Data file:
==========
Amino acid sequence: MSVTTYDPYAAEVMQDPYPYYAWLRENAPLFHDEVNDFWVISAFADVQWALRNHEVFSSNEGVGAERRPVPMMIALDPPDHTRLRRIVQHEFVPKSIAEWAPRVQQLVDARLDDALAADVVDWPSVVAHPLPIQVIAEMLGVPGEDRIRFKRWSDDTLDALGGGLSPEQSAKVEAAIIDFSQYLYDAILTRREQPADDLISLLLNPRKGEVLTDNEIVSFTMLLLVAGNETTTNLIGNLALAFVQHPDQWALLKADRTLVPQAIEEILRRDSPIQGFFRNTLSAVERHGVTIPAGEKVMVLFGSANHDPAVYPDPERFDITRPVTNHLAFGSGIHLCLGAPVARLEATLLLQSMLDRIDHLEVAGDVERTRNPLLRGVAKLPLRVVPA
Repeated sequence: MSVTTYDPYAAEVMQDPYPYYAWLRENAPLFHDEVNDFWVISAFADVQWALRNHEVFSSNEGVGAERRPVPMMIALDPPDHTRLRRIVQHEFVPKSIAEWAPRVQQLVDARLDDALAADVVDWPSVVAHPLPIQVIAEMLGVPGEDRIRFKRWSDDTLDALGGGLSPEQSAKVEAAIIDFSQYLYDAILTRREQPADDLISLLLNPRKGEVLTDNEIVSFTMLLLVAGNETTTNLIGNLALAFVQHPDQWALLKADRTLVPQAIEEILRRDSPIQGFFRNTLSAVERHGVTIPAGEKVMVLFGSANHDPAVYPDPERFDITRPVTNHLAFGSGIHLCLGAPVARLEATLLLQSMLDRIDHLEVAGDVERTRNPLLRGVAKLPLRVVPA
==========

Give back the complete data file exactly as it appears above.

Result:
Amino acid sequence: MSVTTYDPYAAEVMQDPYPYYAWLRENAPLFHDEVNDFWVISAFADVQWALRNHEVFSSNEGVGAERRPVPMMIALDPPDHTRLRRIVQHEFVPKSIAEWAPRVQQLVDARLDDALAADVVDWPSVVAHPLPIQVIAEMLGVPGEDRIRFKRWSDDTLDALGGGLSPEQSAKVEAAIIDFSQYLYDAILTRREQPADDLISLLLNPRKGEVLTDNEIVSFTMLLLVAGNETTTNLIGNLALAFVQHPDQWALLKADRTLVPQAIEEILRRDSPIQGFFRNTLSAVERHGVTIPAGEKVMVLFGSANHDPAVYPDPERFDITRPVTNHLAFGSGIHLCLGAPVARLEATLLLQSMLDRIDHLEVAGDVERTRNPLLRGVAKLPLRVVPA
Repeated sequence: MSVTTYDPYAAEVMQDPYPYYAWLRENAPLFHDEVNDFWVISAFADVQWALRNHEVFSSNEGVGAERRPVPMMIALDPPDHTRLRRIVQHEFVPKSIAEWAPRVQQLVDARLDDALAADVVDWPSVVAHPLPIQVIAEMLGVPGEDRIRFKRWSDDTLDALGGGLSPEQSAKVEAAIIDFSQYLYDAILTRREQPADDLISLLLNPRKGEVLTDNEIVSFTMLLLVAGNETTTNLIGNLALAFVQHPDQWALLKADRTLVPQAIEEILRRDSPIQGFFRNTLSAVERHGVTIPAGEKVMVLFGSANHDPAVYPDPERFDITRPVTNHLAFGSGIHLCLGAPVARLEATLLLQSMLDRIDHLEVAGDVERTRNPLLRGVAKLPLRVVPA